LIGHTING WEEK: How to design a well-lit room.

Lighting is an essential ingredient in the design process of a room. Without realising it, lighting impacts your mood in a space, as well your level of comfort.  Think about how you feel when you walk into a doctor's surgery or supermarket? That abrupt, overexposed lighting makes you feel alert, awake and somewhat unsettled. In the alternative, the last place you ate dinner most likely used soft, diffused lighting to make you feel relaxed and cosy, which encouraged you to stay awhile. This is how transformative lighting can be and how integral it is to get right in your home.

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Image one.

Many of us fall victim to either excessive lighting or having a poorly-lit room. When the right balance is achieved, you don't notice it.  And that's how it should be. While there is no hard and fast rule that should be adopted, we want to share with you our secrets to a well-lit room.

Add a dimmer. Most, if not all our rooms, rely on a main central light source. For many, this is commonly through recessed down lights that usually overwhelm our space. To better control this source of lighting, especially in multi-purpose spaces, a dimmer is essential. Dimmers give you the flexibility to control the level of light in the room to create a mood and maximise the task at hand, depending on the time of day.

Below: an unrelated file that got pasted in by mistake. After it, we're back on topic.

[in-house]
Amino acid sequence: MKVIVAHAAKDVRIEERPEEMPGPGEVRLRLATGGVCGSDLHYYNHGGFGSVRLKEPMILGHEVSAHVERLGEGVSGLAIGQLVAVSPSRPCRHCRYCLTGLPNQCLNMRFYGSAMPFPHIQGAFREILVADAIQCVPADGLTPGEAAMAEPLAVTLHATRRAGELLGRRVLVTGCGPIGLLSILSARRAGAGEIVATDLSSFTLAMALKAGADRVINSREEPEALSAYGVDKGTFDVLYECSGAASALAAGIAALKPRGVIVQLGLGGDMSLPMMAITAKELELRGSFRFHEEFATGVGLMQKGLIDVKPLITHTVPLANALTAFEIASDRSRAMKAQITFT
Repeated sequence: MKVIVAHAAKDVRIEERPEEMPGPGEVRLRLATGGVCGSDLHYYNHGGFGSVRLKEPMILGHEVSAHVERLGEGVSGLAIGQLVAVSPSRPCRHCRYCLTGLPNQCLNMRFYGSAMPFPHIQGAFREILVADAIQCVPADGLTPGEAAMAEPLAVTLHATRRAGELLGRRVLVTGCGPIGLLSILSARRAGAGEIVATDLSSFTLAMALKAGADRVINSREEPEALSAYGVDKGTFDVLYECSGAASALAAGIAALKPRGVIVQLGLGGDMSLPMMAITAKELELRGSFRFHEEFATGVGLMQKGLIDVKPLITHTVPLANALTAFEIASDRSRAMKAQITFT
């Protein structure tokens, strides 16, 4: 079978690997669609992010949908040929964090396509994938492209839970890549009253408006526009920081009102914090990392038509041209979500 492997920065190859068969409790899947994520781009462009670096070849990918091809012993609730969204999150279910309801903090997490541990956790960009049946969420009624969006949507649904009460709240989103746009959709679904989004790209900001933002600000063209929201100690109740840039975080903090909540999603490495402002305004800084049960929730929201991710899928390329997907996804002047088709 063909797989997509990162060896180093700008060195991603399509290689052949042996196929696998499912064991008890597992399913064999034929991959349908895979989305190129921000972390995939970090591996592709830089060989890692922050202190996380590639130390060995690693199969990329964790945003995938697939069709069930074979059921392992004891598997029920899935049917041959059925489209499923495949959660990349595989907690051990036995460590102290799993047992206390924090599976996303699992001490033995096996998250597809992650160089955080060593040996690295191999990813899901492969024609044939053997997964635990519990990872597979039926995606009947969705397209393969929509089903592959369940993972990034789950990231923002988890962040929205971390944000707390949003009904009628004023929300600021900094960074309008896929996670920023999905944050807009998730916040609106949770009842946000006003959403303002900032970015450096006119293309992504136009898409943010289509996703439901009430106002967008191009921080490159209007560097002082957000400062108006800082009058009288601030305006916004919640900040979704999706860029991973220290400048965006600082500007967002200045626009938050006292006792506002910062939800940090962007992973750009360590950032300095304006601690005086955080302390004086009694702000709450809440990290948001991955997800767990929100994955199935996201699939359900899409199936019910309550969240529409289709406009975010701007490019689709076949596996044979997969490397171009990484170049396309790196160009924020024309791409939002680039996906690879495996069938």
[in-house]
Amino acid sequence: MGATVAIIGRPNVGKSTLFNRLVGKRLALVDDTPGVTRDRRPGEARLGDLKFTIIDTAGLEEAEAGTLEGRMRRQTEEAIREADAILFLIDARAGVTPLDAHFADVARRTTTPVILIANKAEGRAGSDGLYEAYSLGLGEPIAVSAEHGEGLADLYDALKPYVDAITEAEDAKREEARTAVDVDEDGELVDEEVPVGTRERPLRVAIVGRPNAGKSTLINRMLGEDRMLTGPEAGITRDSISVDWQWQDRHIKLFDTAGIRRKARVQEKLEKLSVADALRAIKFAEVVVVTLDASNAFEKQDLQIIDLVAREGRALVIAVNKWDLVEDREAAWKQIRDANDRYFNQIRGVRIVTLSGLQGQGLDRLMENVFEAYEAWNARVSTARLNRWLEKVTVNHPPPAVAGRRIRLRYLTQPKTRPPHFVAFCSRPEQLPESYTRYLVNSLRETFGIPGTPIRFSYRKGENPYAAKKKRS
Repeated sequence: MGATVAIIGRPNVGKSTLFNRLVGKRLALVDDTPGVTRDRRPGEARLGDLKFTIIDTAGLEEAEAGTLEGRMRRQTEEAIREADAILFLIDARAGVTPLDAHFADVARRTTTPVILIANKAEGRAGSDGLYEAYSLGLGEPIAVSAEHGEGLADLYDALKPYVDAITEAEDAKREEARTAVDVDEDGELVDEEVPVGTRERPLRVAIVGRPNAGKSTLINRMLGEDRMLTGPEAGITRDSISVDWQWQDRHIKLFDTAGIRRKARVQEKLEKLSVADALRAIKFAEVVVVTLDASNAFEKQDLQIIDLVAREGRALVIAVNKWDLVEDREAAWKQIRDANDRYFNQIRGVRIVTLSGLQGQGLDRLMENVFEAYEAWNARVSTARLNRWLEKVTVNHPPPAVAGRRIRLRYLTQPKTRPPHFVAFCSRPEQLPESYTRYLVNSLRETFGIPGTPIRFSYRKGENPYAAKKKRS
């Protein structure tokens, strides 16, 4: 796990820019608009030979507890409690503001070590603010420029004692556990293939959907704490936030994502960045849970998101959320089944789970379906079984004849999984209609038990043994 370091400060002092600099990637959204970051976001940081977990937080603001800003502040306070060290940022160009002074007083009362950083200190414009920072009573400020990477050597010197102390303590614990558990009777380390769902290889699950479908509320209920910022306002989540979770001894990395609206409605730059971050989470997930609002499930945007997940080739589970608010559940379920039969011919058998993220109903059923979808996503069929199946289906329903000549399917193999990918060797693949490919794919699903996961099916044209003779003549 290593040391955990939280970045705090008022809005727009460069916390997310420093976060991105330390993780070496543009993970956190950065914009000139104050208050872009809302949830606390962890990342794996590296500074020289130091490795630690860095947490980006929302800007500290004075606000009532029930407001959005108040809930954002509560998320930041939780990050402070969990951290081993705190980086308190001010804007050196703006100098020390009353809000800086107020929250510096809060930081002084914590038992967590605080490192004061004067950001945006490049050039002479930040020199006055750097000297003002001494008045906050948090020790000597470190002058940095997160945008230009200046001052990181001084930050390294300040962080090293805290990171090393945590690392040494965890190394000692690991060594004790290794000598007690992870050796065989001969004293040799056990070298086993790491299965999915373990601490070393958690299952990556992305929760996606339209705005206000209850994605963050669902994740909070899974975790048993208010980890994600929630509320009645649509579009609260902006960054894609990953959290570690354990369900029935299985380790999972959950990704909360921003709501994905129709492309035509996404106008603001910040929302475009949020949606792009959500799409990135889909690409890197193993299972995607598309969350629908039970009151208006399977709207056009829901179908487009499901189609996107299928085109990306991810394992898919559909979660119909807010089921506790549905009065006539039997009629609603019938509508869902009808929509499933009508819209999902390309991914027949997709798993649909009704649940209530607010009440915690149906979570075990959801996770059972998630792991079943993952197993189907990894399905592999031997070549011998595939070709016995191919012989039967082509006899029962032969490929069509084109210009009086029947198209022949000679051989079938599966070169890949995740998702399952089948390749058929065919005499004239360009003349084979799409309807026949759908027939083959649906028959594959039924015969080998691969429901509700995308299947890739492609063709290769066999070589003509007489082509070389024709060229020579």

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Image two.

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Image three.

Set up task lighting. Where specific activities take place in our home, centralised, task lighting is required. In many of these rooms, we find that insufficient lighting is used. Common areas where task lighting is necessary include:

+ the kitchen, especially the counter top areas where you prepare meals.

+ the study, especially the desk area or where you browse for reading material on your shelves.

+ the bedroom, particular if you read (or work!) in bed as well as the wardrobe, where you shuffle through your clothing selection.

In these areas, concentrated, direct lighting is essential through the use of hanging pendant lights, floor or table lamps.  For some areas, lights with flexible arms may also be needed so you can manipulate your light source to assist as you move around in your space. 

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Image four.

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Image five.

Consider the mood of your space.  Not all our rooms require the same type of lighting as we use each area for a different purpose. For example, where we eat, a central overhead light on a dimmer that allows you to soften the light will create a more intimate, relaxed environment for dining. On the other hand, the bathroom may require a more direct source of lighting, especially around the vanity area. And for multi-purpose rooms, like the living room, various lighting options is optimal, like a combination of down lights, table and floor lamps for a desired layered effect.

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Image six.

Consider the space you are living in. Do you think you have optimised your lighting scheme? Let us know if any of these tips have helped you!

SbyD x

Image sources via: one / two / three / four / five / six.